Tuesday, 18 May 2010

Does quantum physics confirm esoteric Hindusim?

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Jay Lakhani, head of the Hindu Council in the UK thinks it does, and says so in the new issue of New Humanist. Has he got his science right? Is he right that Hinduism had a sounder intimation about the real state of the world than materialism? Should questions always come in threes?
Answers below please.

Update - in our July issue, we asked physicist Mano Singham to respond. He says Lakhani gets the physics wrong.

11 comments:

decitrig said...

Seems pretty shallow - I counted two sentences that described the specifics of hindu metaphysics. The only concepts mentioned were Brahman, Asti and Bhati, none of which were explained beyond a simple translation. The author said these are "so incredibly close to what quantum and consciousness are revealing," but doesn't explain how they're close; this weakens the argument immensely.

I agree that quantum physics requires a fundamental shift in our deep understanding of the world - and it has. Clearly modern science has embraced the mysteries of quantum physics, otherwise projects like the LHC wouldn't exist. However, the reality of quantum physics has always underlay the material world, and the explicit discovery of it doesn't change a thing in everyday life. Our experience of the world is not quantum, so the search for an experiential intuition of quantum mechanics is an answer in search of a question.

Quantum physics holds answers for how to build a transistor or measuring spectra, but not for how to live with other human beings, or how to find ourselves in the world around us.

Christopher Gray said...

It's just a 'cognitive pun' as far as I can see.

A friend of mine, who is not scientifically trained, once said to me "You know, I've just been reading about Schrödinger's Cat, and it really resonates with everyday life: when you try to measure something in the quantum world, you change it, and it's just the same with any situation: just being there can change the situation because you always get involved in one way or another. If you bet on a horse then you change the odds slightly. If you go to a party, people talk to you who otherwise would not..."

My friend hadn't distinguished between metaphorical and literal meaning, and this leaves a lot of waffling and hand-waving room for somewhat New Agey articles like this one.

decitrig said...

@Christopher Gray

Also, I think what a lot of people miss when talking about the Cat is that it was originally intended to demonstrate the absurdity of quantum superposition, not explain it.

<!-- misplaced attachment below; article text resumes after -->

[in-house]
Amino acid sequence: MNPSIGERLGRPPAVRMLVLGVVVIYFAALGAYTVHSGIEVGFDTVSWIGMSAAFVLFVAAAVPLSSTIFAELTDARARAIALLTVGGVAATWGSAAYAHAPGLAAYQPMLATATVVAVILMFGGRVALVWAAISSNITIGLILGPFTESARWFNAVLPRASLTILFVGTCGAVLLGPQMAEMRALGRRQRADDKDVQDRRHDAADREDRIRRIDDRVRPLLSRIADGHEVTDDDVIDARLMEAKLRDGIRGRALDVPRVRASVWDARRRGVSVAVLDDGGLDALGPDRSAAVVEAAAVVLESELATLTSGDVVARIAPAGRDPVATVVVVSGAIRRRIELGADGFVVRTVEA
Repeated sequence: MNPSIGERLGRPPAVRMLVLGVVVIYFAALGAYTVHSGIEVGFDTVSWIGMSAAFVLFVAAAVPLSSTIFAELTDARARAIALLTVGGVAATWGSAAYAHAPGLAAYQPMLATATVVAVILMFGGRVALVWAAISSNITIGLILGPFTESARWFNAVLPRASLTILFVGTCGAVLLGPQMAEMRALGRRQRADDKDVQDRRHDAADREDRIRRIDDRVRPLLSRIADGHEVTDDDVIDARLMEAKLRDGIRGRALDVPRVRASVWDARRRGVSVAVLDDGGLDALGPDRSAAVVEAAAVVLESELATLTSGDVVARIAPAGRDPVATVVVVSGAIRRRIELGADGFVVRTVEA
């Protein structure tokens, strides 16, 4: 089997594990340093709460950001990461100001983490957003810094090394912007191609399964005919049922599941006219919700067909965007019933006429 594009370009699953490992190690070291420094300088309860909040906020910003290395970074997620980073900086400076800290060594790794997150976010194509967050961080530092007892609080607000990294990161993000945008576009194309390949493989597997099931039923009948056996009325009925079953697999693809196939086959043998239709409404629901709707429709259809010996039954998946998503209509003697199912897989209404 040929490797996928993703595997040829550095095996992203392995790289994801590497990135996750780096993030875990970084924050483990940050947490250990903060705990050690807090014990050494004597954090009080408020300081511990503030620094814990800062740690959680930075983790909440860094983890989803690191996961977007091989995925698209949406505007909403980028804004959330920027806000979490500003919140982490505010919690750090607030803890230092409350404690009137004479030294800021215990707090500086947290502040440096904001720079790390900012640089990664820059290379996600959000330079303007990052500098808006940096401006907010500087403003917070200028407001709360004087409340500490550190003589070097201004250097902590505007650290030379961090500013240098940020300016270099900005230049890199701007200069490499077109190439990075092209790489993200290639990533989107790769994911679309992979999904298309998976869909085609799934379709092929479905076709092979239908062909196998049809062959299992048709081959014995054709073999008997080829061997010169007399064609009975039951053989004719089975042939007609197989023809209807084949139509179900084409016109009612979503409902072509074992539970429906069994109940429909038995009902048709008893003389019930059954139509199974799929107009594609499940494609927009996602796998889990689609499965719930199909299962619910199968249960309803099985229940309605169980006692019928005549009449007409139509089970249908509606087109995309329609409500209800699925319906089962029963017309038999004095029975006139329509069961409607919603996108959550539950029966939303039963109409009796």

Eiskrystal said...

Materialism doesn't explain everything therefore Brahman?

So a tortured metaphor happens to vaguely fit when backfitted onto science. Woopty doo.I have 100 examples of how the Bible was before its time on science, therefore it's the one true religion. One Hundred!!!!

I like how by the end of the piece hinduism has explained everything, even stuff that doesn't ACTUALLY need an explanation.

Grokes said...

You know to disregard someone when they dishonestly misrepresent differing views:

Take one classic example from materialist philosopher Daniel Dennett, who argues that “conscious human minds are more-or-less serial virtual machines implemented inefficiently on the parallel hardware that evolution has provided for us.” This computer lingo is supposed to lull us into thinking that he has explained consciousness away.

Actually Dennet went to great lengths in Consciousness Explained to spell out in reasonably simple language what he meant. One can disagree with the analysis, but this is just lazy. And if the Lakhani had read the book, he wouldn't be wibbling about a slice of the brain (or a region in the brain) that generates consciousness.

As for the rest, plain old fashioned god of the gaps: Science can not explain [insert phenomena here] therefore we can make stuff up.

jay said...

(1) The thrust of the article was to challenge the paradigm of matter and not dish out detailed Hindu philosophy.

(2) What the article tried to show is that the gaps in the 'God of the Gaps' is far wider than expected and the brickwork of material science is struggling in three key areas.

(3) The reaction to the article is as expected: When a paradigm is challenged the reactions follow a set pattern: First ignore or redicule the challenge, second comes serious challenge from the mainstream and finally if the paradigm begins to crack up then comes acceptance of a new paradigm.

jay

Eiskrystal said...

I can't help noticing that said "new paradigm" is already 3000 years old.

I am quite happy to lose the concept of matter to some new and exciting paradigm, but frankly the addition of religion adds nothing and shoehorns the new paradigm into an already outdated mould.

Edmund Kyberd said...

A trully brillian piece of self-delusion, with an adherence to a theological paradigm as strongly as he accuses conventional physicists of being attatched to materialisim. His writing also displays some fairly interesting misconceptions about what quantum physics actually explains.

Darrick Lim said...

I was actually moved to write a 1500 word rebuttal of Lakhani's esoteric woo-woo on my blog. Sorry if this comes across as crass self-promotion, but I'm genuinely interested in Jay's feedback and yours.

Please visit www.the-attempts.blogspot.com for a read. Thank you muchly!

Anonymous said...

if you all people are not convinced with the views of mr.lakhani please see the comments of neil bohr,heisenberg and schrodinger on esoteric hinduism.

Paul Sims said...

In our July issue, we have a response from physicist Mano Singham, in which he argues that Jay Lakhani gets the physics wrong. You can read it online here: http://newhumanist.org.uk/2336/material-errors